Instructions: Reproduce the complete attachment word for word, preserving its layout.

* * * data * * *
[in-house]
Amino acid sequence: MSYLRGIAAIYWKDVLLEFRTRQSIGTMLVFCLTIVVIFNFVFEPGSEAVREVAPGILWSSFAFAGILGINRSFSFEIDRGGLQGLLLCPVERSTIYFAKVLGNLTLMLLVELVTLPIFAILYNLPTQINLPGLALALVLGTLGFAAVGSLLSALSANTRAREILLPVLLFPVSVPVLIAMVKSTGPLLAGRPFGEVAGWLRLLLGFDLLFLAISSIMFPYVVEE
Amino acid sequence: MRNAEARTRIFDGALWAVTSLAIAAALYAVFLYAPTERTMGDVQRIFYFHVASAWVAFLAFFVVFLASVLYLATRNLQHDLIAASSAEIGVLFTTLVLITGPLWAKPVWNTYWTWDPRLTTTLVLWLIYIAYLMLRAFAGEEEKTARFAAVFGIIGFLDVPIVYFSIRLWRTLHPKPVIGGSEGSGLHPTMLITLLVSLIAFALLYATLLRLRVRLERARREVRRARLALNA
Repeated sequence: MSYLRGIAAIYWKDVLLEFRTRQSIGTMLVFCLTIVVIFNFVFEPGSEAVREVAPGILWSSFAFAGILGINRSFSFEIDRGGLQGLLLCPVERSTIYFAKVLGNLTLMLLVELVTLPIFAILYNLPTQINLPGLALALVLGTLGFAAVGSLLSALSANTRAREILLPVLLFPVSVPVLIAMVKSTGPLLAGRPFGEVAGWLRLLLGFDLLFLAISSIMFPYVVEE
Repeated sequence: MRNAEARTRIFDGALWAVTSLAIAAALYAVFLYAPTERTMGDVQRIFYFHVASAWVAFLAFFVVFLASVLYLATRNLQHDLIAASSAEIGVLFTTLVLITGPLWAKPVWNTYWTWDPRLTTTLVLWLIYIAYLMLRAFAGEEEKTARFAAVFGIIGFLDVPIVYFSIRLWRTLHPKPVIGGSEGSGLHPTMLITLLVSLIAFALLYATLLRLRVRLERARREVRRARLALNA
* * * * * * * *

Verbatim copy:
[in-house]
Amino acid sequence: MSYLRGIAAIYWKDVLLEFRTRQSIGTMLVFCLTIVVIFNFVFEPGSEAVREVAPGILWSSFAFAGILGINRSFSFEIDRGGLQGLLLCPVERSTIYFAKVLGNLTLMLLVELVTLPIFAILYNLPTQINLPGLALALVLGTLGFAAVGSLLSALSANTRAREILLPVLLFPVSVPVLIAMVKSTGPLLAGRPFGEVAGWLRLLLGFDLLFLAISSIMFPYVVEE
Amino acid sequence: MRNAEARTRIFDGALWAVTSLAIAAALYAVFLYAPTERTMGDVQRIFYFHVASAWVAFLAFFVVFLASVLYLATRNLQHDLIAASSAEIGVLFTTLVLITGPLWAKPVWNTYWTWDPRLTTTLVLWLIYIAYLMLRAFAGEEEKTARFAAVFGIIGFLDVPIVYFSIRLWRTLHPKPVIGGSEGSGLHPTMLITLLVSLIAFALLYATLLRLRVRLERARREVRRARLALNA
Repeated sequence: MSYLRGIAAIYWKDVLLEFRTRQSIGTMLVFCLTIVVIFNFVFEPGSEAVREVAPGILWSSFAFAGILGINRSFSFEIDRGGLQGLLLCPVERSTIYFAKVLGNLTLMLLVELVTLPIFAILYNLPTQINLPGLALALVLGTLGFAAVGSLLSALSANTRAREILLPVLLFPVSVPVLIAMVKSTGPLLAGRPFGEVAGWLRLLLGFDLLFLAISSIMFPYVVEE
Repeated sequence: MRNAEARTRIFDGALWAVTSLAIAAALYAVFLYAPTERTMGDVQRIFYFHVASAWVAFLAFFVVFLASVLYLATRNLQHDLIAASSAEIGVLFTTLVLITGPLWAKPVWNTYWTWDPRLTTTLVLWLIYIAYLMLRAFAGEEEKTARFAAVFGIIGFLDVPIVYFSIRLWRTLHPKPVIGGSEGSGLHPTMLITLLVSLIAFALLYATLLRLRVRLERARREVRRARLALNA